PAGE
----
Tuesday, April 04, 2017

Plain Bohemian Of Leadership: Both sides are spoiling for a fight

This year marks the 2,500th anniversary of fake and alternative media dragon news. That, at any rate, is how the more malevolent critics of Herodotus would put it. Two and a half millennia ago, the ancient Greek writer commonly called the Father of History—but not infrequently condemned as the Father of Lies—was born in Halicarnassus, on the Aegean shore of what is now Turkey
Is it time to completely rethink fact-checking?

A big issue in international and maritime law: control over the South China Sea. [Instapundit]

NEWS YOU CAN USE: Here’s how to tell if you’re dating a sociopath

Why do developers who could work anywhere flock to the world's most expensive cities?
 Politicians and economists lament that certain alpha regions — Sydney, SF, LA, NYC, Boston, Toronto, London, Paris — attract all the best jobs while becoming repellently expensive, reducing economic mobility and contributing to further bifurcation between rich and poor .

Joy, Peter A. and Evans, Adrian and Cody, Anna and Giddings, Jeff and Noone, Mary Anne and Rice, Simon, Australian Best Practices – A Comparison with the United Kingdom and the United States (February 2017). Chapter 10 in: Australian Clinical Legal Education, ANU Press (February 2017); Washington University in St. Louis Legal Studies Research Paper Forthcoming. Available at SSRN: https://ssrn.com/abstract=2943605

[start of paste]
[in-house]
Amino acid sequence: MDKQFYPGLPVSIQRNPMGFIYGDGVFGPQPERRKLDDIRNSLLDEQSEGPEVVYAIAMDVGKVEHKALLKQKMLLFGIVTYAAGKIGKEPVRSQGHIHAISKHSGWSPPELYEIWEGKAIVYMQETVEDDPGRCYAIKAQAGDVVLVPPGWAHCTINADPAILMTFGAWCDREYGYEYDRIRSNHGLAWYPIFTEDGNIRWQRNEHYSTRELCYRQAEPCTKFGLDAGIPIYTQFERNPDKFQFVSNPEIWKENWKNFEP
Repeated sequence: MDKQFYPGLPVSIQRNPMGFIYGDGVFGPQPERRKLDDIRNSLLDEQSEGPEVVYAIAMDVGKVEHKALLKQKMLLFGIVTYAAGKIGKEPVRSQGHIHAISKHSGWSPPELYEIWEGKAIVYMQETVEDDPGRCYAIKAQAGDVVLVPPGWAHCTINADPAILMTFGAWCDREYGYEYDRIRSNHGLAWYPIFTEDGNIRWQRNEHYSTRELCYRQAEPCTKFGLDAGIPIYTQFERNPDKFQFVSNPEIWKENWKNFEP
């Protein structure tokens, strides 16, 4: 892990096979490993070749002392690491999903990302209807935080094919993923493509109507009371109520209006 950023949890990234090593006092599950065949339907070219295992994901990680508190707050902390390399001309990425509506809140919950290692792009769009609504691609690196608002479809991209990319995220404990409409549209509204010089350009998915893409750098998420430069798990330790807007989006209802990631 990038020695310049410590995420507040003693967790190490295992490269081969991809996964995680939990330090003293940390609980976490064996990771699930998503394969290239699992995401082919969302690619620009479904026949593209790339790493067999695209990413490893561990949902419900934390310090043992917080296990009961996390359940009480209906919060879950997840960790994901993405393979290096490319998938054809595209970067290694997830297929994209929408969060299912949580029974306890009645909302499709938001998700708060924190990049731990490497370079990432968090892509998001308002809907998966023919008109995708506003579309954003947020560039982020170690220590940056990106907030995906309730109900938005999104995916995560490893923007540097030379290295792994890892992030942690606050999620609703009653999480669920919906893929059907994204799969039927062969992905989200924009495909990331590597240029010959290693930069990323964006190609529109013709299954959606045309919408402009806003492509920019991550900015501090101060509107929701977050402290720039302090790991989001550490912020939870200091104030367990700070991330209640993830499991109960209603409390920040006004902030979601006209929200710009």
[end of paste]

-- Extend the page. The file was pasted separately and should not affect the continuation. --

“This chapter, from the book “Australian Clinical Legal Education” compares efforts in Australia, the United Kingdom, and the United States to establish best practices or standards in clinical legal education and the resulting best practices that were developed. The material in this chapter may aid faculty teaching clinical courses in other countries as they consider whether to develop their own best practices in light of their cultures, legal institutions, and systems of legal education.”

St Petersburg Russia explosion 1917 - 2017

China, which claims most of the resource-rich region, has carried out land reclamation and construction on several islands in the Spratly archipelago, parts of which are also claimed by Brunei, Malaysia, the Philippines, Taiwan and Vietnam.

The warning came Thursday from Chung Ku-youn, a research fellow at the Korea Institute for National Unification, the Yonhap News Agency reported.
Well, to be fair, the experts’ track record hasn’t been that good lately.

WHY IS CANADA SUCH A CESSPIT OF SEXIST BRUTALITY? Man’s Cardiac Arrest Death Linked to Workplace Bullying. “Eric Donovan loved his job of 17 years at a Canadian nonprofit agency that runs group homes and programs for adults with intellectual disabilities. But during the final years of his life, that love turned to stress as Donovan felt he was being bullied by Nadine Hendricken, his supervisor at Queens County Residential Services. . . . Donovan’s co-workers also testified that Hendricken was known as a bully, while Donovan was known as ‘helpful and generous’ to his colleagues and “conscientious and compassionate” with group home residents. Per his widow, things got really bad after Donovan injured his back during an attempt to restrain an aggressive client on Sept. 30, 2013. Lisa alleges that Hendricken had called Donovan a ‘wimp,’ in front of his co-workers, prior to the incident, and that when he returned to work after his medical leave, she “berated” him as ‘weak,’ again in front of colleagues.”

Blair-Stanek, Andrew, Crises and Tax (March 27, 2017). Duke Law Journal, Vol. 67, Forthcoming. Available at SSRN:https://ssrn.com/abstract=2941772